Apple is fighting for your privacy.

I bitch about Apple being a pain in the ass for not keeping old document formats for me on new systems. I don’t like the Apple store’s “Walled Garden” approach. And I think the newest iPhones are so ugly and crippled that I got a Samsung instead. I disagree rabidly with their “free tech to people in crappy countries” program—which is sending iPads and things like them to countries that don’t have the infrastructure to support them.

But Apple was my first-EVER experience with technology that just worked. Mostly, it still “just works.”

I still buy Apple. I still use Apple products. And when Apple gets something right, dammit, I want to say so, and say it loudly.

Apple is fighting for your right to privacy. For your freedom. Not Google. Not Facebook. Not just about everyone else.

Apple is right about individual privacy on the internet.

You will have the choice to make your life better if you read the link above.

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My Hobbit Mural
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The Hobbit, 1979, crappy paint on cinderblock, Holly Lisle

The Hobbit, 1979, crappy paint on cinderblock, Holly Lisle

Click each image to see it much larger.

This is the other remaining mural of the three I did in this classroom: The Hobbit, which I pitched to Mr. Rose as real literature that should be worth the same 50 points other Big Fat Books earned when you read them—and I won my argument. And then he let me paint a picture from the book on his wall, otherwise decorated with things like Beowulf, and the witches from Macbeth. (both pictured below)

Taking an artsy tone here: In this picture, you’ll notice that the artist’s compositional skills had improved marginally, as had her use of the medium of crappy paint on cinderblock. Also notable in this painting is the use of the block signature in the right hand corner in its original state, still lacking the surrounding chop block and without the year the painting was done incorporated into those surrounding lines.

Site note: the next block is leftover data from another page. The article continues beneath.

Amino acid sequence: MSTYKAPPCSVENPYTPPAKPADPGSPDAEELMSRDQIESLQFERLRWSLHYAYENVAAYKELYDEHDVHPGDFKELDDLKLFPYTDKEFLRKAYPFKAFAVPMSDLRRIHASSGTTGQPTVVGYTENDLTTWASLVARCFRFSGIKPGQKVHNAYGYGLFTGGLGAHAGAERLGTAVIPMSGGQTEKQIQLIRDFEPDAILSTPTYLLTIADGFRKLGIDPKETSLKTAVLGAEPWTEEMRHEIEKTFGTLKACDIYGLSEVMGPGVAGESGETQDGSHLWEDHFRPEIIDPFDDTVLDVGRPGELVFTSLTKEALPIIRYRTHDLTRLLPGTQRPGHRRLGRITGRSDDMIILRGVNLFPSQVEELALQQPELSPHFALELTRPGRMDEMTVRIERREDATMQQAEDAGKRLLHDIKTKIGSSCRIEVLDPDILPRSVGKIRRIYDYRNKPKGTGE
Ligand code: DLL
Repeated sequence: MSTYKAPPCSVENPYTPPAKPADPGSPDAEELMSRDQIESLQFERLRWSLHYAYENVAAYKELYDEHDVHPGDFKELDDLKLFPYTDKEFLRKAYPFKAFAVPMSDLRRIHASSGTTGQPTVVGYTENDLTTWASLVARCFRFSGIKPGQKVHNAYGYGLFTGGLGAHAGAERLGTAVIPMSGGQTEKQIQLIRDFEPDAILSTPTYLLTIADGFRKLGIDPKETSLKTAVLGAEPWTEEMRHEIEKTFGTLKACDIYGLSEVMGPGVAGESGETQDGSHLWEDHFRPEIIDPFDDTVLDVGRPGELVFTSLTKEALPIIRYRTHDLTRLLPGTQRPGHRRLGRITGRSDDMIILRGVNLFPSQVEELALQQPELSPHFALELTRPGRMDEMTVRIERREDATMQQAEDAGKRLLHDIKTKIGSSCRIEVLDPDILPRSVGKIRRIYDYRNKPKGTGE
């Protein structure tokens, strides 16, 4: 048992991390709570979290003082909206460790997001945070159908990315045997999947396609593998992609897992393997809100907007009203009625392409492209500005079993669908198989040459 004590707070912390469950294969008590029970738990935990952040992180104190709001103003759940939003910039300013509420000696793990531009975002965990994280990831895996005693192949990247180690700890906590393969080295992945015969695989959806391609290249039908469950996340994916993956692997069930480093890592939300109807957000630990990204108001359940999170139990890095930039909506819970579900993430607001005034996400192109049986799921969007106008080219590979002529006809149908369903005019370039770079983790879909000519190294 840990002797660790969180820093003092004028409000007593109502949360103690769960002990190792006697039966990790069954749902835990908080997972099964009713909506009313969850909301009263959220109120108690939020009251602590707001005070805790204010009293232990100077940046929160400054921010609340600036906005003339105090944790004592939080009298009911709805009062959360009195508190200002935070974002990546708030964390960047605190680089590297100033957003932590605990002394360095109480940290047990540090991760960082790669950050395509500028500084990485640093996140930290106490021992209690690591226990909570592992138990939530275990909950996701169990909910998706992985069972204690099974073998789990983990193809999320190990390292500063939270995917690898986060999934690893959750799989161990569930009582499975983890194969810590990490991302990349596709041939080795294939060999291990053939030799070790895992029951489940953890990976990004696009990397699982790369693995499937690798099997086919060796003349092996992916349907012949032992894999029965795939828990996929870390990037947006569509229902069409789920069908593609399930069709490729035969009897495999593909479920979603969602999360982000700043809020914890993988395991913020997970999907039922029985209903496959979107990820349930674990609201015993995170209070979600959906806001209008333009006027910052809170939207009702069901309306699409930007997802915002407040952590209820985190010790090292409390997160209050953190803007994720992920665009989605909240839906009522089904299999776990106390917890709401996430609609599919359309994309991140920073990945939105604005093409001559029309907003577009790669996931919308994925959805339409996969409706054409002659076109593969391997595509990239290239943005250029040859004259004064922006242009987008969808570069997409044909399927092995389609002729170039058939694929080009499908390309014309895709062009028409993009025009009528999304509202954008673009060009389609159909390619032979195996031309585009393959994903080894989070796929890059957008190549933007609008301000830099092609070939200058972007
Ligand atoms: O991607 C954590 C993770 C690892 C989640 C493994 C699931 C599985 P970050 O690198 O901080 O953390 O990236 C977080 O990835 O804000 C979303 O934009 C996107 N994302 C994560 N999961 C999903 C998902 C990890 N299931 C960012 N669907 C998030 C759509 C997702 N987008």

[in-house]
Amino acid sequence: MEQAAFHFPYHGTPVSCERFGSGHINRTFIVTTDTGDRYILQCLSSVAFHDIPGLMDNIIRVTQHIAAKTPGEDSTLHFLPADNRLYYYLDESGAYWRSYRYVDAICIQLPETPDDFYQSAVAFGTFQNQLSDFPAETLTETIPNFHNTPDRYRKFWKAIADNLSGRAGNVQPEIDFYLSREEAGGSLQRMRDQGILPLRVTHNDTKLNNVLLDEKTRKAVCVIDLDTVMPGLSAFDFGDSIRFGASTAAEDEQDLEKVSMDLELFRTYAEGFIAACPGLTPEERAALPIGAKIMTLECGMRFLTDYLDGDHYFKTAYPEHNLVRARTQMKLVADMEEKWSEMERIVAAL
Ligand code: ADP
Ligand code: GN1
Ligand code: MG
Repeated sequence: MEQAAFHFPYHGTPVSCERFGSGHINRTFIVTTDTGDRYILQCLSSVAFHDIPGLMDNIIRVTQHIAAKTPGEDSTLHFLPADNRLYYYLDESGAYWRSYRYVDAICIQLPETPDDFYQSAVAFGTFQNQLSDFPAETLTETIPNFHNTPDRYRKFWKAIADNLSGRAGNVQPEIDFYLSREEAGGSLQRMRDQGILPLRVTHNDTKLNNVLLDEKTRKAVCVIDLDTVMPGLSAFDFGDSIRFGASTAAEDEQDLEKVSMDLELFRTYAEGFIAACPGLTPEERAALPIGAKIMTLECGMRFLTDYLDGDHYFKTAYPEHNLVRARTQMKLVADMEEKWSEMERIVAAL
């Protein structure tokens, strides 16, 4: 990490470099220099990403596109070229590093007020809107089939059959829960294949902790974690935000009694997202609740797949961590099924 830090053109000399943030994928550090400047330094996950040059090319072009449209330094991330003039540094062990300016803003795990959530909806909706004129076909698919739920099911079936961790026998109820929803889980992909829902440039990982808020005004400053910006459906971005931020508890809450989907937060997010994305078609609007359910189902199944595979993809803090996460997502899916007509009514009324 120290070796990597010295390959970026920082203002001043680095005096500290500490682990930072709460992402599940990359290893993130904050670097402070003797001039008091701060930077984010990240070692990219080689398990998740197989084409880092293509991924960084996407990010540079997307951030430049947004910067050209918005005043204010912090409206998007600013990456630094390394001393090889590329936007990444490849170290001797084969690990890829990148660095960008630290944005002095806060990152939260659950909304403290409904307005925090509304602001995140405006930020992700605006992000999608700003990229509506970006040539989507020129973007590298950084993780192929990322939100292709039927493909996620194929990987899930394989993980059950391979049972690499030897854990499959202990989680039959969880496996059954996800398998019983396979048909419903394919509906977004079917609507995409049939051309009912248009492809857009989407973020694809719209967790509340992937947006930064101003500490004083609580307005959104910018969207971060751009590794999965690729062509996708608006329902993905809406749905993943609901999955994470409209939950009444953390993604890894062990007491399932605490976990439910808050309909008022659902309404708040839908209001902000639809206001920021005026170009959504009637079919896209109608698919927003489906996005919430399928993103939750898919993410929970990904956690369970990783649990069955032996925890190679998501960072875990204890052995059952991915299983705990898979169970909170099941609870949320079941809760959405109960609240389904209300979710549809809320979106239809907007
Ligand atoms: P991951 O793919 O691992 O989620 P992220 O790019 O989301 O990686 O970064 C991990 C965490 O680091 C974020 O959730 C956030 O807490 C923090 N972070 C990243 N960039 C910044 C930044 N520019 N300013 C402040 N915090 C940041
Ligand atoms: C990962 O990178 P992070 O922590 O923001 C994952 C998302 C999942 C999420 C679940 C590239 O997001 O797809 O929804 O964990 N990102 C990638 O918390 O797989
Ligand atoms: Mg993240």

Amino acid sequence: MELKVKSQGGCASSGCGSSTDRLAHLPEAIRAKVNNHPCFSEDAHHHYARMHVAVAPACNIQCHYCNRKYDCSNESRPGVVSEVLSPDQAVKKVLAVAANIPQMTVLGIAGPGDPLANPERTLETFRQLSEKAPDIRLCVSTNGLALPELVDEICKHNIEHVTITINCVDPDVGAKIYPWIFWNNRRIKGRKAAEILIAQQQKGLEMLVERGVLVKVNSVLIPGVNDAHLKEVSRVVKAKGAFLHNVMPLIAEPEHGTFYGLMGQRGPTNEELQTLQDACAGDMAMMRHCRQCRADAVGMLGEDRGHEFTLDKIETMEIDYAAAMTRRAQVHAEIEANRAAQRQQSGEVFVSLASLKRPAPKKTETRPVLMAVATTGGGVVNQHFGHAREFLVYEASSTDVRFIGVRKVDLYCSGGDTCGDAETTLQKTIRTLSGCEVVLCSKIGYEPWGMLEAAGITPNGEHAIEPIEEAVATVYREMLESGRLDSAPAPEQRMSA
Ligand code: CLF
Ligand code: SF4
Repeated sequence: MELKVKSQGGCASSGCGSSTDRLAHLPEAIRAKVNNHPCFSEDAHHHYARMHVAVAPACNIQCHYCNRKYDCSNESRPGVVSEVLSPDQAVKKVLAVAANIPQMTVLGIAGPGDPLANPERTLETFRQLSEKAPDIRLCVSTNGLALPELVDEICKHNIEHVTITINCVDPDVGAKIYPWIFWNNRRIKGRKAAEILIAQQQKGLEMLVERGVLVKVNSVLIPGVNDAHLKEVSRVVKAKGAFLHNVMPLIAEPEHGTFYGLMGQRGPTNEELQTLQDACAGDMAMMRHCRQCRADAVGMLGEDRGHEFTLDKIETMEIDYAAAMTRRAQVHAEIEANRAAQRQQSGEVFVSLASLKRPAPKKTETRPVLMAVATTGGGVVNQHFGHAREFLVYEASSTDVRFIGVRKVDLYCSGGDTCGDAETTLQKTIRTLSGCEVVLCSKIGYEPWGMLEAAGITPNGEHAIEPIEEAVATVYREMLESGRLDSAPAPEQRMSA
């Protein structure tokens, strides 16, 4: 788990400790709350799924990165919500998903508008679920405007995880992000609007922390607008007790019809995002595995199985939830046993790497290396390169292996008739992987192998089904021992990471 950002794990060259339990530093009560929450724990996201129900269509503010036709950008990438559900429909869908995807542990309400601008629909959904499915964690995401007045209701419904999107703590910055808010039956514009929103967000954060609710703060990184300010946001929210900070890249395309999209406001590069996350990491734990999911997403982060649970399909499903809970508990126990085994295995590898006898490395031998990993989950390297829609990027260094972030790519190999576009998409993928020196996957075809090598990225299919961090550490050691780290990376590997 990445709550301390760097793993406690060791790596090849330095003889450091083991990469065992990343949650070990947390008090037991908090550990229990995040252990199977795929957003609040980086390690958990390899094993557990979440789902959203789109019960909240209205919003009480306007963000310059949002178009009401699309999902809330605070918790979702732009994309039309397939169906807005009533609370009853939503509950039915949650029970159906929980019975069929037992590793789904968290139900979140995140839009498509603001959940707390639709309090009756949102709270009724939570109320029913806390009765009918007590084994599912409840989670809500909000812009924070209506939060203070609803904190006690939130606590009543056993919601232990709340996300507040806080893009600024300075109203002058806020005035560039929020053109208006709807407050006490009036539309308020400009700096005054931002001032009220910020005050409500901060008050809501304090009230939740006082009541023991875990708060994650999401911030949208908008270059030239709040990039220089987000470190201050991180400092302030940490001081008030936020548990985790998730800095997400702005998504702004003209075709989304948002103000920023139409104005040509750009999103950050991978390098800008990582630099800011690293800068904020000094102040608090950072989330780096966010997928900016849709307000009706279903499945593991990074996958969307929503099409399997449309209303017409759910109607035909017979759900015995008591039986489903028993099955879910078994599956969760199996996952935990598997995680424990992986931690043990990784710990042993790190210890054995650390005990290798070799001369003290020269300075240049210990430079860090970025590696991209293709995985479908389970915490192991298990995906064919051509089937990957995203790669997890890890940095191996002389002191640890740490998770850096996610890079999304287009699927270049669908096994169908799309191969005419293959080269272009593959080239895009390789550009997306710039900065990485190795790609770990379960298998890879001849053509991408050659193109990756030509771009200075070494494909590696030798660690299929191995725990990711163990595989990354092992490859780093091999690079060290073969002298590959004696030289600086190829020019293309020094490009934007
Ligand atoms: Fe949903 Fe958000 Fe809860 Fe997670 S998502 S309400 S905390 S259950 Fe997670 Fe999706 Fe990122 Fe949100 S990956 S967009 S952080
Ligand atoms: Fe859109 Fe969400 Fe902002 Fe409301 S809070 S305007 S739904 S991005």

End artsy tone.
I did this standing on an aluminum ladder with my head sometimes bumping the ceiling. And people say Michelangelo had it hard. πŸ˜‰

So here are the other pictures. I’m sorry that I don’t know who painted them. They were already on the walls when I started my junior year and got Mr. Rose—one of the most fortunate formative events in my young life, getting Mr. Kerr for science the same year being the other. I had these two great men as teachers for both my junior and senior years, and with them, Doc Stok (Mr. Stockdale) for chemistry.

A lightly aged versision of Mr. Rose's classroom, 1970s to 2015

A lightly aged versision of Mr. Rose’s classroom, 1970s to 2015

Beowulf, artist not known by me, from pre-1977.

Beowulf, artist not known by me, from pre-1977.

Macbeth mural, Mr. Rose's classroom, pre-1977, Beaver Local High School.

Macbeth mural, Mr. Rose’s classroom, pre-1977, Beaver Local High School.

Finally and belatedly, huge thanks to Jean Schara, graduate of BLHS in 1978 (not the great and awesome 1979) for providing me with these pictures. I would have had no record of these painting I did when I was—I have now realized—seventeen and eighteen years old, had she not taken these and then passed them on to me.

 

 

 

 

 

 

 

 

 

 

 

 

 

 

 

 

 

 

 

 

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Today’s the day: Live marketing chat for writers—1PM EDT
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If you haven’t registered and want to participate (I’ll take some live questions after the presentation part), sign up here:

http://app.webinarjam.net/register/4436/e963ecd928

If you already have registered, and didn’t receive your reminder, I’m sending out reminders to my HowToThinkSideways.com members (if you’re not on it, you can still sign up here) as the next thing on my list this morning. The reminder will have the link that will take you directly into the chat, to solve the problem some folks have been having with getting in.